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Angelus-by Eleanor H Porter-Novel and Ebooks

Novel Name:Angelus

Written by: Eleanor H Porter

Category:Fiction, Classics


Page 1:

To Hephzibah the world was a place of weary days and unrestful nights, and life was a thing of dishes that were never quite washed and of bread that was never quite baked–leaving something always to be done.

The sun rose and the sun set, and Hephzibah came to envy the sun. To her mind, his work extended from the first level ray shot into her room in the morning to the last rose-flush at night; while as for herself, there were the supper dishes and the mending-basket yet waiting. To be sure, she knew, if she stopped to think, that her sunset must be a sunrise somewhere else; but Hephzibah never stopped to think; she would have said, had you asked her, that she had no time.

First there was the breakfast for Theron and the hired man in the chill gray dawn of each day;–if one were to wrest a living from the stones and sand of the hillside farm, one must be up and at work betimes. Then Harry, Tom, and Nellie must be roused, dressed, fed, and made ready for the half-mile walk to the red schoolhouse at the cross-roads. After that the day was one blur of steam, dust, heat, and stifling fumes from the oven and the fat-kettle, broken always at regular intervals by meal-getting and chicken-feeding.

What mattered the blue of the heavens or the green of the earth outside? To Hephzibah the one was “sky” and the other “grass.” What mattered the sheen of silver on the emerald velvet of the valley far below? Hephzibah would have told you that it was only the sun on Otter Creek down in Johnson’s meadows.

As for the nights, even sleep brought little relief to Hephzibah; for her dreams were of hungry mouths that could not be filled, and of dirt-streaked floors that would not come clean.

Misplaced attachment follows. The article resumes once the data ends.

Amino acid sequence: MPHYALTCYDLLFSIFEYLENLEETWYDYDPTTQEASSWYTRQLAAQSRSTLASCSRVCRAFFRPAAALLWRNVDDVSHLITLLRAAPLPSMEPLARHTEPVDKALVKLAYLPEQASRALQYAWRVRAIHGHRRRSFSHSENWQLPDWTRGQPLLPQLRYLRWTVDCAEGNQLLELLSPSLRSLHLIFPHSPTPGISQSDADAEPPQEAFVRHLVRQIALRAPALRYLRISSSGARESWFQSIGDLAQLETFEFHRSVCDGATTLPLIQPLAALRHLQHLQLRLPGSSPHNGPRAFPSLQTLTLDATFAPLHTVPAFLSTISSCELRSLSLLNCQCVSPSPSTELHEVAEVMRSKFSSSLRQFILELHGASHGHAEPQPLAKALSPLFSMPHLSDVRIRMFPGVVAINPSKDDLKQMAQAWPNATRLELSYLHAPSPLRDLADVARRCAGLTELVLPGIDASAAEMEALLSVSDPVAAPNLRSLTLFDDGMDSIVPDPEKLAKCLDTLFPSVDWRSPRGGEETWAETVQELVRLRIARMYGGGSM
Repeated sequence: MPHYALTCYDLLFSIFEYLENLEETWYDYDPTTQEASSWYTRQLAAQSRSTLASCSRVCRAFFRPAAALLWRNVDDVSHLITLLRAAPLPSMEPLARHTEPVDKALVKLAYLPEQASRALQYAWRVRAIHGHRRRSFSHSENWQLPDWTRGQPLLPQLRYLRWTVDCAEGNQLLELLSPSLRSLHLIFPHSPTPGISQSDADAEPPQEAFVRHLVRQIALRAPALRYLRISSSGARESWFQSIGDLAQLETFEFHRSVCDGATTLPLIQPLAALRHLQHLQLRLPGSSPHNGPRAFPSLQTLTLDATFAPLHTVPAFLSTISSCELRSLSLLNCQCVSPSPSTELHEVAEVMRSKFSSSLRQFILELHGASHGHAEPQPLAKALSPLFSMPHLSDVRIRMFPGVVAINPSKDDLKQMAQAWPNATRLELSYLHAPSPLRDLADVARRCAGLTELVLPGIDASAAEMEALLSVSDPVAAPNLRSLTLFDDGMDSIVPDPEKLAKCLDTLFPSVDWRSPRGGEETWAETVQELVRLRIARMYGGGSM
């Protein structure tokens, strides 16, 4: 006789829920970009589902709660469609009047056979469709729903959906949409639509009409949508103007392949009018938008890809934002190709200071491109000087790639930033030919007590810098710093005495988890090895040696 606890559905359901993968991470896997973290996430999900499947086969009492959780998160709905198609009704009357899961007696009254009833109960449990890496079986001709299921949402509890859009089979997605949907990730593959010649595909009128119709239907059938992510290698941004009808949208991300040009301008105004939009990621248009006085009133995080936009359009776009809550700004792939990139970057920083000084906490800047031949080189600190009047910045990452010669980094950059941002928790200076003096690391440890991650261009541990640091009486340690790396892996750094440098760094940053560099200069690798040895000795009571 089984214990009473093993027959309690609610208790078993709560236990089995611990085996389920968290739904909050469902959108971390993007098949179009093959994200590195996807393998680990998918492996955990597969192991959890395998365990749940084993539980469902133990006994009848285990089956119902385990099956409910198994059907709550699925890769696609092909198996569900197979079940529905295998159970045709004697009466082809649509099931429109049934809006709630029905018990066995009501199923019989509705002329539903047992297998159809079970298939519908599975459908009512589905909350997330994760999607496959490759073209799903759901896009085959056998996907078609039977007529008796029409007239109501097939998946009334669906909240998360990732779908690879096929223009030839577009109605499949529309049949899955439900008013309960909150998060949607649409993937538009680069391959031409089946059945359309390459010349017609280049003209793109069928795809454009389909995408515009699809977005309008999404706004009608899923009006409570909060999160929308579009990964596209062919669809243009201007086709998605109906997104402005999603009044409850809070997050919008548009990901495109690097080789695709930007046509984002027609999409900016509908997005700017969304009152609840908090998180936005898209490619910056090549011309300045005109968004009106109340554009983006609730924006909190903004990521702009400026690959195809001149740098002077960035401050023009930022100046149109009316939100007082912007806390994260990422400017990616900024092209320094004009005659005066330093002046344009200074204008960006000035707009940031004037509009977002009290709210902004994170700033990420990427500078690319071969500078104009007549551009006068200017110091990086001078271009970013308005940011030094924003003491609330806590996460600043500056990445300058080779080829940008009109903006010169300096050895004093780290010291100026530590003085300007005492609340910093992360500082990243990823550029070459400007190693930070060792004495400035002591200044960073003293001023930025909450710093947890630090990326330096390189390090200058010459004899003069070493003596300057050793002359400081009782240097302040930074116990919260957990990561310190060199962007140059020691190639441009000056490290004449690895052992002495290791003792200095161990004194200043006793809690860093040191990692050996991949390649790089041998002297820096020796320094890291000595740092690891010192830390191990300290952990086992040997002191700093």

Last summer a visitor had spent a week at the farm–Helen Raymond, Hephzibah’s niece from New York; and now a letter had come from this same Helen Raymond, telling Hephzibah to look out for a package by express.

A package by express!

Hephzibah laid the letter down, left the dishes cooling in the pan, and went out into the open yard where she could look far down the road toward the village.

When had she received a package before? Even Christmas brought no fascinating boxes or mysterious bundles to her! It would be interesting to open it; and yet–it probably held a book which she would have no time to read, or a pretty waist which she would have no chance to wear.

Hephzibah turned and walked listlessly back to her kitchen and her dish-washing. Twelve hours later her unaccustomed lips were spelling out the words on a small white card which had come with a handsomely framed photograph:

The Angelus. Jean François Millet. 1859.

Hephzibah looked from the card to the picture, and from the picture back again to the card. Gradually an angry light took the place of the dazed wonder in her eyes. She turned fiercely to her husband.

“Theron, why did Helen send me that picture?” she demanded.

“Why, Hetty, I–I dunno,” faltered the man, “‘nless she–she–wanted ter please ye.”

“Please me!–please me!” scoffed Hephzibah. “Did she expect to please me with a thing like that? Look here, Theron, look!” she cried, snatching up the photograph and bringing it close to her husband’s face. “Look at that woman and that man–they’re us, Theron,–us, I tell you!”

“Oh, come, Hetty,” remonstrated Theron; “they ain’t jest the same, yer know. She did n’t mean nothin’–Helen did n’t.”

“Didn’t mean nothing!” repeated Hephzibah scornfully; “then why did n’t she send something pretty?–something that showed up pretty things–not just fields and farm-folks! Why did n’t she, Theron,–why did n’t she?”

“Why, Hetty, don’t! She–why, she–“

“I know,” cut in the woman, a bright red flaming into her cheeks. “‘T was ’cause she thought that was all we could understand–dirt, and old clothes, and folks that look like us! Don’t we dig and dig like them? Ain’t our hands twisted and old and–“

“Hetty–yer ain’t yerself! Yer–“

“Yes, I am–I am! I’m always myself–there’s never anything else I can be, Theron,–never!” And Hephzibah threw her apron over her head and ran from the room, crying bitterly.

“Well, by gum!” muttered the man, as he dropped heavily into the nearest chair.

For some days the picture stayed on the shelf over the kitchen sink, where it had been placed by Theron as the quickest means of its disposal. Hephzibah did not seem to notice it after that first day, and Theron was most willing to let the matter drop.

Filed in: Classics, Fiction, Short Novel, Short Stories

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